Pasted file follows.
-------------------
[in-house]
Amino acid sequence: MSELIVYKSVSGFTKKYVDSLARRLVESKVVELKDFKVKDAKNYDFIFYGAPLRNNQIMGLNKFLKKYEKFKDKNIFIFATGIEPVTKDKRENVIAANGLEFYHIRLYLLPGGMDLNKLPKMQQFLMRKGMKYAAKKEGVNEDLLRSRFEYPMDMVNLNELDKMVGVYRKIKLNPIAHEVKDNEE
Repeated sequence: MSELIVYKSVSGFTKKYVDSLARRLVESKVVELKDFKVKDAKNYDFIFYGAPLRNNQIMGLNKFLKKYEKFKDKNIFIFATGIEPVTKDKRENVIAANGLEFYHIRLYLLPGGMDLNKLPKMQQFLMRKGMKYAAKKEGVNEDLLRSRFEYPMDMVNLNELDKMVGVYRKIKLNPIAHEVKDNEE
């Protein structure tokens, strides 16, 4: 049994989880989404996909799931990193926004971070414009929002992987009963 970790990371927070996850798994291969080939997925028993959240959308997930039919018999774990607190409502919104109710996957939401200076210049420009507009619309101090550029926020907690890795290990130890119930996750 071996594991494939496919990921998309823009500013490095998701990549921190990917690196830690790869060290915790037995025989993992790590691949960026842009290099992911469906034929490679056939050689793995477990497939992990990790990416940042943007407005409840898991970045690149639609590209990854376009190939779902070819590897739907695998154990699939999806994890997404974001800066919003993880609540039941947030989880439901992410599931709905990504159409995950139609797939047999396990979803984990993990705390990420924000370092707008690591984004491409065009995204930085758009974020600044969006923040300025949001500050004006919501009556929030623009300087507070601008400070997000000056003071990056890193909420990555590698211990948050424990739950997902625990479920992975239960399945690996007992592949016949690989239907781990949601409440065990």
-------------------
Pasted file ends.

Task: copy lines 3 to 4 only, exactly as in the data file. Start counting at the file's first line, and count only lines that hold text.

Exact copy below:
Repeated sequence: MSELIVYKSVSGFTKKYVDSLARRLVESKVVELKDFKVKDAKNYDFIFYGAPLRNNQIMGLNKFLKKYEKFKDKNIFIFATGIEPVTKDKRENVIAANGLEFYHIRLYLLPGGMDLNKLPKMQQFLMRKGMKYAAKKEGVNEDLLRSRFEYPMDMVNLNELDKMVGVYRKIKLNPIAHEVKDNEE
């Protein structure tokens, strides 16, 4: 049994989880989404996909799931990193926004971070414009929002992987009963 970790990371927070996850798994291969080939997925028993959240959308997930039919018999774990607190409502919104109710996957939401200076210049420009507009619309101090550029926020907690890795290990130890119930996750 071996594991494939496919990921998309823009500013490095998701990549921190990917690196830690790869060290915790037995025989993992790590691949960026842009290099992911469906034929490679056939050689793995477990497939992990990790990416940042943007407005409840898991970045690149639609590209990854376009190939779902070819590897739907695998154990699939999806994890997404974001800066919003993880609540039941947030989880439901992410599931709905990504159409995950139609797939047999396990979803984990993990705390990420924000370092707008690591984004491409065009995204930085758009974020600044969006923040300025949001500050004006919501009556929030623009300087507070601008400070997000000056003071990056890193909420990555590698211990948050424990739950997902625990479920992975239960399945690996007992592949016949690989239907781990949601409440065990």